Importing your source code to GitHub makes it easier for you and others to work together on projects and manage code. GitHub helps you collaborate, track changes, and organize tasks, making it simpler to build and manage projects. For more information, see "About GitHub and Git."
If you want to import a Git repository that is stored on a code hosting service that is publicly available on the internet, we recommend using GitHub Importer. For more information, see "Using GitHub Importer."
If your source code is not tracked by Git or is not publicly available, you can use the command line instead.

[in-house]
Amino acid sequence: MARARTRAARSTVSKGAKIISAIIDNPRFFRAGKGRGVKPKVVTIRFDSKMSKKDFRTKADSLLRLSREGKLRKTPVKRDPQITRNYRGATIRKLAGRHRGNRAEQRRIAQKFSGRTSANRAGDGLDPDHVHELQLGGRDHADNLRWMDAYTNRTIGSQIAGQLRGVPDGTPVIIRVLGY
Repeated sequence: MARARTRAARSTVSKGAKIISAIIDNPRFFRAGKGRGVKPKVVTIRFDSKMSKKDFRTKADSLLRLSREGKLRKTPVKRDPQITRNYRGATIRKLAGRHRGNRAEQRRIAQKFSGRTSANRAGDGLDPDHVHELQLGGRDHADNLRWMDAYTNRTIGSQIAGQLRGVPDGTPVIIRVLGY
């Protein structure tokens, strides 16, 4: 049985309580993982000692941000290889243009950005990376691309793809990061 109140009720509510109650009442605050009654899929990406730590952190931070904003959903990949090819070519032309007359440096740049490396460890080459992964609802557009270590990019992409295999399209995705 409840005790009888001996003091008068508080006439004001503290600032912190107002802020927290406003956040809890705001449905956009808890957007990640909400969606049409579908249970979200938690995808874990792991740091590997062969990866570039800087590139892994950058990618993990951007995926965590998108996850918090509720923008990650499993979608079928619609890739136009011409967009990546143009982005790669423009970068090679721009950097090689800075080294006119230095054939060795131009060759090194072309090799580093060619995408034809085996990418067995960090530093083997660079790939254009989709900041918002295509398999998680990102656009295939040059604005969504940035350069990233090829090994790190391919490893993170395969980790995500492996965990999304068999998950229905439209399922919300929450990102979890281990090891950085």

To import a Git repository that is stored on a code hosting service that is not accessible from the public internet, see "Importing an external Git repository using the command line."
To import code that is only stored locally, and is either tracked by Git or not tracked by any version control system, see "Adding locally hosted code to GitHub."
To import code that is tracked by any version control system other than Git, first convert the repository to Git, then push the Git repository to GitHub Enterprise Cloud.
All of these tools import source code and revision history, only. If you also want to import your settings and your collaboration history, such as issues and pull requests, you'll need to use more advanced tools. To determine the best tool to use for your migration, see "Planning your migration to GitHub."